Garbage problem mounts in Hoh Xil nature reserve

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Hoh Xil is a nature reserve located in Qinghai, China. As one of the largest reserves in China, it has an average elevation of 4,600 meters and is home to diverse wildlife. Hoh Xil was recognized as the country’s 51st World Heritage Site in 2017.

People generally think of Hoh Xil as beautiful and mysterious since its “indigenous inhabitants” are protected species such as Tibetan antelopes and wild yaks, which usually keep their distance from people.

But in recent decades, this site of pristine natural beauty has been blighted by a distinctly man-made problem in the area adjacent to the Qinghai-Tibet Highway –– garbage.

According to data from the 2013 “Clean Qinghai-Tibet Highway” investigation and subsequent activities conducted by college students, volunteers, and staff from the Hoh Xil Protection and Management Bureau, a total of 159,187 pieces of garbage have been found around the highway. Aside from metal waste, packaging from items such as food and drink containers accounted for 97 percent of the discarded trash, with 63,602 plastic bottles making up an incredible 40 percent of the total.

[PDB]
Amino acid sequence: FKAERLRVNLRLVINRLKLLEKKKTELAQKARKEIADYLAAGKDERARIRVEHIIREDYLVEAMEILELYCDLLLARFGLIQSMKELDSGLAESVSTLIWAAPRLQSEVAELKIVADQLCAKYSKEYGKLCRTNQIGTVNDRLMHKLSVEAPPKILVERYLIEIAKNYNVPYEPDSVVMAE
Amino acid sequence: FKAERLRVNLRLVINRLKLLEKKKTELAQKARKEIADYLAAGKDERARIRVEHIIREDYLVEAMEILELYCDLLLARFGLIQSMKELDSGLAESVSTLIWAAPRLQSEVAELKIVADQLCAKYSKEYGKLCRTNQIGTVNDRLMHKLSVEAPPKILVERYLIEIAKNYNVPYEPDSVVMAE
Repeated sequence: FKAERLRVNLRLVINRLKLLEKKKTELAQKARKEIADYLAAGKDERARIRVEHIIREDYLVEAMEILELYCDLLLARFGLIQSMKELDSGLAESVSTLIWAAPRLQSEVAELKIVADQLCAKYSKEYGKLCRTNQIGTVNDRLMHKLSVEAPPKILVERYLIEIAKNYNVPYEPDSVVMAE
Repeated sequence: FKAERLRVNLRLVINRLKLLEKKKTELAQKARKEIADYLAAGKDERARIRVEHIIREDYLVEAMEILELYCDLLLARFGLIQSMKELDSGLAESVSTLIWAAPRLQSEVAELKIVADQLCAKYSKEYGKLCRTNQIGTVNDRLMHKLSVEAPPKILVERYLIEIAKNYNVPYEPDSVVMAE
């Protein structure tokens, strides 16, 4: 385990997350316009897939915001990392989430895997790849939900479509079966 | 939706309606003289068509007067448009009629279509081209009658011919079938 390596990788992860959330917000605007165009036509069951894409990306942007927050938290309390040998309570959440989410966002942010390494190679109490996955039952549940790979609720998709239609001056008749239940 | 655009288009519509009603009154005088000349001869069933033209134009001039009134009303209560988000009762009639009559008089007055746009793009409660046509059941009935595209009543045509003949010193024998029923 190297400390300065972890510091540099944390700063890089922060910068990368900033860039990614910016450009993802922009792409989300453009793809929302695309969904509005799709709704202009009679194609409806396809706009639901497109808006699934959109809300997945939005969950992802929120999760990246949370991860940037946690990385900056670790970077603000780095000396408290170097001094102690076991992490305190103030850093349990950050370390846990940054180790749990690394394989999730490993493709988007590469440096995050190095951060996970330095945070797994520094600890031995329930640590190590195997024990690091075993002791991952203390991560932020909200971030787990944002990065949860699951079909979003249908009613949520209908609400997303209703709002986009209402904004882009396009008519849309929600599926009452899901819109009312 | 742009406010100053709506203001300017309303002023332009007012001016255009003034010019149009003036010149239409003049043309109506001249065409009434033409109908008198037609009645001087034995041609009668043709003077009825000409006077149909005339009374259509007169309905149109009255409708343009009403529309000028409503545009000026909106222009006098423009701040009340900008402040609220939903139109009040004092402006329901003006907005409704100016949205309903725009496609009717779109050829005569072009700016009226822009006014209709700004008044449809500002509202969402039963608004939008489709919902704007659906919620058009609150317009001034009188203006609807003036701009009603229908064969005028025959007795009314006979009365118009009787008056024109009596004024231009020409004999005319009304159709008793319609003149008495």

Despite efforts to improve waste management in recent years, the issue has reemerged.

“I saw that huge garbage belt when I was still in the car — it was so obvious. The pile was around 200 meters long, 20 meters wide, and at least half a meter tall. We saw plastic, metal, cardboard boxes, even dead cattle and sheep! The smell was unbearable,” said a recent visitor to the area.

The garbage was primarily left by truck drivers and tourists. In the past 10 years, local communities benefiting from rising living standards have also contributed to the increasingly serious problem.

Would placing more trash cans solve the problem? Zhou Baoping from the management bureau didn’t think so. “This will only encourage people to discard more garbage. Trash cans will become garbage themselves,” argued Zhou.

Mao Da, the founder of the Beijing Zero-Waste Project, claimed that relevant research could only act as an alert for the ecosystem. If the issue is not contained, there will only be more garbage, with much of it not recyclable.

“Our biggest misconception is that the environment has unlimited capacity, and we can exploit it indefinitely,” said Mao.